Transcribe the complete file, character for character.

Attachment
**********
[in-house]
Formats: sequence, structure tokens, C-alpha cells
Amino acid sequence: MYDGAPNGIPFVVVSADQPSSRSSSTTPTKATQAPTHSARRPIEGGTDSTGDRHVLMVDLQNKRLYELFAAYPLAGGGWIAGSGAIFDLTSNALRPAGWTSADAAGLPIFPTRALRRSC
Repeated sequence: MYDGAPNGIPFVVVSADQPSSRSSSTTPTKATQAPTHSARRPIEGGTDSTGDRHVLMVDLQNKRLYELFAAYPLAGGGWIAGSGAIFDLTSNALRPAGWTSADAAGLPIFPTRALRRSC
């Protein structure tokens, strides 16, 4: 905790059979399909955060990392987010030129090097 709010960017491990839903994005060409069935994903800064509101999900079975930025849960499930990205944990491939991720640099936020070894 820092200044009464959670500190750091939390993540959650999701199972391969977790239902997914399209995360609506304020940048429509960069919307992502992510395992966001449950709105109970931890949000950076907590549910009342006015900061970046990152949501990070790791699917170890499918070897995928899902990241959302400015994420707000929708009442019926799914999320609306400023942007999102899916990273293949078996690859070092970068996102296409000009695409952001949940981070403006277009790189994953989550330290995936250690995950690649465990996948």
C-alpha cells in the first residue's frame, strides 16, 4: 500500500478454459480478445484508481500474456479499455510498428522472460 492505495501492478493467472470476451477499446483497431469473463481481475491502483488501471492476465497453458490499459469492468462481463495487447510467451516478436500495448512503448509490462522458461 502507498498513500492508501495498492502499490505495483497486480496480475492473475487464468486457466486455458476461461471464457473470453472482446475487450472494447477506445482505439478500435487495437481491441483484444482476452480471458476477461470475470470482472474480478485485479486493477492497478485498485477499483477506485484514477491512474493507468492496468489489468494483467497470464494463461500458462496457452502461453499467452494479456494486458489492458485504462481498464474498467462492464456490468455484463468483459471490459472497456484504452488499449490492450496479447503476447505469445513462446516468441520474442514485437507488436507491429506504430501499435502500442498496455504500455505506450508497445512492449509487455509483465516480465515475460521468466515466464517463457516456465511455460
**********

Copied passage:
[in-house]
Formats: sequence, structure tokens, C-alpha cells
Amino acid sequence: MYDGAPNGIPFVVVSADQPSSRSSSTTPTKATQAPTHSARRPIEGGTDSTGDRHVLMVDLQNKRLYELFAAYPLAGGGWIAGSGAIFDLTSNALRPAGWTSADAAGLPIFPTRALRRSC
Repeated sequence: MYDGAPNGIPFVVVSADQPSSRSSSTTPTKATQAPTHSARRPIEGGTDSTGDRHVLMVDLQNKRLYELFAAYPLAGGGWIAGSGAIFDLTSNALRPAGWTSADAAGLPIFPTRALRRSC
């Protein structure tokens, strides 16, 4: 905790059979399909955060990392987010030129090097 709010960017491990839903994005060409069935994903800064509101999900079975930025849960499930990205944990491939991720640099936020070894 820092200044009464959670500190750091939390993540959650999701199972391969977790239902997914399209995360609506304020940048429509960069919307992502992510395992966001449950709105109970931890949000950076907590549910009342006015900061970046990152949501990070790791699917170890499918070897995928899902990241959302400015994420707000929708009442019926799914999320609306400023942007999102899916990273293949078996690859070092970068996102296409000009695409952001949940981070403006277009790189994953989550330290995936250690995950690649465990996948």
C-alpha cells in the first residue's frame, strides 16, 4: 500500500478454459480478445484508481500474456479499455510498428522472460 492505495501492478493467472470476451477499446483497431469473463481481475491502483488501471492476465497453458490499459469492468462481463495487447510467451516478436500495448512503448509490462522458461 502507498498513500492508501495498492502499490505495483497486480496480475492473475487464468486457466486455458476461461471464457473470453472482446475487450472494447477506445482505439478500435487495437481491441483484444482476452480471458476477461470475470470482472474480478485485479486493477492497478485498485477499483477506485484514477491512474493507468492496468489489468494483467497470464494463461500458462496457452502461453499467452494479456494486458489492458485504462481498464474498467462492464456490468455484463468483459471490459472497456484504452488499449490492450496479447503476447505469445513462446516468441520474442514485437507488436507491429506504430501499435502500442498496455504500455505506450508497445512492449509487455509483465516480465515475460521468466515466464517463457516456465511455460